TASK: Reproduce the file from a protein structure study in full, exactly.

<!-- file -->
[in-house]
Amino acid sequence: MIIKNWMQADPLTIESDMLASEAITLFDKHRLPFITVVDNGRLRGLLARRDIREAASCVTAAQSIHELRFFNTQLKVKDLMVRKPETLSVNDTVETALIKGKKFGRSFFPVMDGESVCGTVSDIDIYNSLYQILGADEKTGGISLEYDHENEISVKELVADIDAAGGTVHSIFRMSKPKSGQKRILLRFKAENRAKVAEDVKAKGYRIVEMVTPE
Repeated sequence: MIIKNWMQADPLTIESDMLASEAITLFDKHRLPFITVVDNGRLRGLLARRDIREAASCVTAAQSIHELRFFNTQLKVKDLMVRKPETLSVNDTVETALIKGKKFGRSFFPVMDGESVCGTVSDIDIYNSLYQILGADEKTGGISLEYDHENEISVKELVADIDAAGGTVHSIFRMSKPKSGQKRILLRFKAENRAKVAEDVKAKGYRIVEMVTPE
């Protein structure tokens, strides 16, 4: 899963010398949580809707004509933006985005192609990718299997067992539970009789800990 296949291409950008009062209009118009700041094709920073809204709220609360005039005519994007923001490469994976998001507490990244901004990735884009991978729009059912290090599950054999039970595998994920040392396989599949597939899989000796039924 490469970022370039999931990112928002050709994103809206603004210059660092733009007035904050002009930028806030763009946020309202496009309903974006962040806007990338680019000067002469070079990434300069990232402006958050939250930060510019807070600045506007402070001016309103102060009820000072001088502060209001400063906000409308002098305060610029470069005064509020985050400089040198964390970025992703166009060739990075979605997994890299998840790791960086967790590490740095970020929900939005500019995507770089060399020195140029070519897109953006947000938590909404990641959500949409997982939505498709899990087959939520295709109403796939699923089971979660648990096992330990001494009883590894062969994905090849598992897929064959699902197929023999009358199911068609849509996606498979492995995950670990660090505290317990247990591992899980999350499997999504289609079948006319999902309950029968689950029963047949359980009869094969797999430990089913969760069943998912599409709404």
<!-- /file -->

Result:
[in-house]
Amino acid sequence: MIIKNWMQADPLTIESDMLASEAITLFDKHRLPFITVVDNGRLRGLLARRDIREAASCVTAAQSIHELRFFNTQLKVKDLMVRKPETLSVNDTVETALIKGKKFGRSFFPVMDGESVCGTVSDIDIYNSLYQILGADEKTGGISLEYDHENEISVKELVADIDAAGGTVHSIFRMSKPKSGQKRILLRFKAENRAKVAEDVKAKGYRIVEMVTPE
Repeated sequence: MIIKNWMQADPLTIESDMLASEAITLFDKHRLPFITVVDNGRLRGLLARRDIREAASCVTAAQSIHELRFFNTQLKVKDLMVRKPETLSVNDTVETALIKGKKFGRSFFPVMDGESVCGTVSDIDIYNSLYQILGADEKTGGISLEYDHENEISVKELVADIDAAGGTVHSIFRMSKPKSGQKRILLRFKAENRAKVAEDVKAKGYRIVEMVTPE
């Protein structure tokens, strides 16, 4: 899963010398949580809707004509933006985005192609990718299997067992539970009789800990 296949291409950008009062209009118009700041094709920073809204709220609360005039005519994007923001490469994976998001507490990244901004990735884009991978729009059912290090599950054999039970595998994920040392396989599949597939899989000796039924 490469970022370039999931990112928002050709994103809206603004210059660092733009007035904050002009930028806030763009946020309202496009309903974006962040806007990338680019000067002469070079990434300069990232402006958050939250930060510019807070600045506007402070001016309103102060009820000072001088502060209001400063906000409308002098305060610029470069005064509020985050400089040198964390970025992703166009060739990075979605997994890299998840790791960086967790590490740095970020929900939005500019995507770089060399020195140029070519897109953006947000938590909404990641959500949409997982939505498709899990087959939520295709109403796939699923089971979660648990096992330990001494009883590894062969994905090849598992897929064959699902197929023999009358199911068609849509996606498979492995995950670990660090505290317990247990591992899980999350499997999504289609079948006319999902309950029968689950029963047949359980009869094969797999430990089913969760069943998912599409709404």